PARIS -- One more tap of the racket on the bottom of his red clay-caked shoes. One more deep breath before the final serve. And then, one more point -- a perfectly struck swinging forehand volley from midcourt that slammed down with such accuracy that Roger Federer knew instantly his next move would be a handshake at the net.
Predicted by many two weeks ago, Rafael Nadal, like Justine Henin-Hardenne a day earlier, has won back-to-back French Open titles, and this 1-6, 6-1, 6-4, 7-6 (4) triumph was so emphatic that it left one wondering whether he is now Federer's equal, regardless of what the rankings say.
Federer not only will remain at No. 1 this week but will increase his lead over No. 2 Nadal by about 250 points because he reached the final this year and the semifinals in 2005.
Nevertheless, with four Nadal wins over Federer this year and six out of seven overall, the question of who is the best player in the world is clearly an open question with just about everyone except the terminally humble Spaniard.
"If you look at the list, you look a lot of points difference, no? So he is the No. 1. So I admire him. He's a very complete player. I can't say I'm better than him because that's not true," Nadal said.
Perhaps he can't, but there are going to be a growing number of people that will say it for him.
After a dreadful opening set, in which he had four winners and 17 unforced errors, Nadal recovered to win 14 consecutive service games, twice came back from 40-love and love-40 deficits to win key games and in the most important moments did a brilliant job of exploiting Federer's strangely debilitated backhand ground strokes.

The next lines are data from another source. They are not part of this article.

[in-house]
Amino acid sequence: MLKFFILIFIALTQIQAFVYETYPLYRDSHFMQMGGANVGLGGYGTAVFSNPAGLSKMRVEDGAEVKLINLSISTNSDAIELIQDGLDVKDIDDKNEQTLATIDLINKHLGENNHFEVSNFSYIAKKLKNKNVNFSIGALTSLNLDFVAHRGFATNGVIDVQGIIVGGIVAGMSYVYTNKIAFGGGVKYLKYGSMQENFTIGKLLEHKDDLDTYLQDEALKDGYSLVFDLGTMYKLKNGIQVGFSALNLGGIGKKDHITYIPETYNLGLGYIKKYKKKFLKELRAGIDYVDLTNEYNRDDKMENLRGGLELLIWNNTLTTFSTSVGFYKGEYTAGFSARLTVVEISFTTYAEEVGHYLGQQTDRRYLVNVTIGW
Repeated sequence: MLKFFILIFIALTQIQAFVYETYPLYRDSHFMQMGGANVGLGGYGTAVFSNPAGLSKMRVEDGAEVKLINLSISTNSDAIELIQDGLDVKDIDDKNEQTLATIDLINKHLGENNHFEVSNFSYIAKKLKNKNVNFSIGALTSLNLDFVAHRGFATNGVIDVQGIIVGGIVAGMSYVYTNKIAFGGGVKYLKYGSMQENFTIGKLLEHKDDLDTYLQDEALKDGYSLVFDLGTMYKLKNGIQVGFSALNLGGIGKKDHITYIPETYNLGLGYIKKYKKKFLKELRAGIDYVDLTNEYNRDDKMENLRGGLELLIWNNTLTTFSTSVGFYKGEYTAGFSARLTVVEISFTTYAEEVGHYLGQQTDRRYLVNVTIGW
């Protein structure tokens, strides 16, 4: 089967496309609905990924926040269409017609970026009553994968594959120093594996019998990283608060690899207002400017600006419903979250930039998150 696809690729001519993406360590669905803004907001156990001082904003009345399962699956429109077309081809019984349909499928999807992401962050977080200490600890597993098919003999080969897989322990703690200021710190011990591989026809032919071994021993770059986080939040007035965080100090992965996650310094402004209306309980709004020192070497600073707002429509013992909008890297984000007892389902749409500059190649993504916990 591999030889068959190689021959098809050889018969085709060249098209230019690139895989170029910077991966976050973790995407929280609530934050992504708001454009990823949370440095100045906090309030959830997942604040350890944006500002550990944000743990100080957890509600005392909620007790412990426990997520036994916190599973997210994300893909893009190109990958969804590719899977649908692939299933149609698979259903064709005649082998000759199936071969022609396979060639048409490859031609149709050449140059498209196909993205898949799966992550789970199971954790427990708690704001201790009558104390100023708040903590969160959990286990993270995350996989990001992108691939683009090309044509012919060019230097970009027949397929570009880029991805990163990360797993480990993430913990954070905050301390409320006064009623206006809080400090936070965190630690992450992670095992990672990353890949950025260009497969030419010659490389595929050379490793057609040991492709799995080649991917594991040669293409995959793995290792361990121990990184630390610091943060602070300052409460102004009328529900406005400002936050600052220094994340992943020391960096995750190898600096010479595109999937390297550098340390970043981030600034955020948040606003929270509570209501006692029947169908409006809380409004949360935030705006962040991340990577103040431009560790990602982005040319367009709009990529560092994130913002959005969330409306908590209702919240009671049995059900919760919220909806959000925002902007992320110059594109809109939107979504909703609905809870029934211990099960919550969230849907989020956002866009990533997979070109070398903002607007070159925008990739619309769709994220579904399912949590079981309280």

It has been many years since Federer's backhand was as bad as it was in the second set, and though it improved in the third and fourth sets, it remained a liability right into the tiebreak, when he struck one backhand long to go to 1-1, hit a poor backhand chip shot into the net for 2-2 and had errors on service returns while he had the advantage to go down 2-4 and then 4-6.
"That I make mistakes on my backhand side with the aggression of Nadal, that's normal," said Federer, who didn't do a good job of hiding his extreme disappointment at failing to win the only Grand Slam trophy to escape him.
How disappointed was he? "I mean, I have no other choice than to accept the fact, right?" he replied. But he said he has had tougher moments.
"I am at a different stage in my career now than I used to be where every loss was another world. That's not the case anymore because I tried hard ..."
To celebrate his 60th straight clay-court victory, Nadal climbed into the stands to join his family.
"I kissed my father because he did everything for me. And my uncle gives me motivation to continue," he said.
Charles Bricker writes for the South Florida Sun-Sentinel.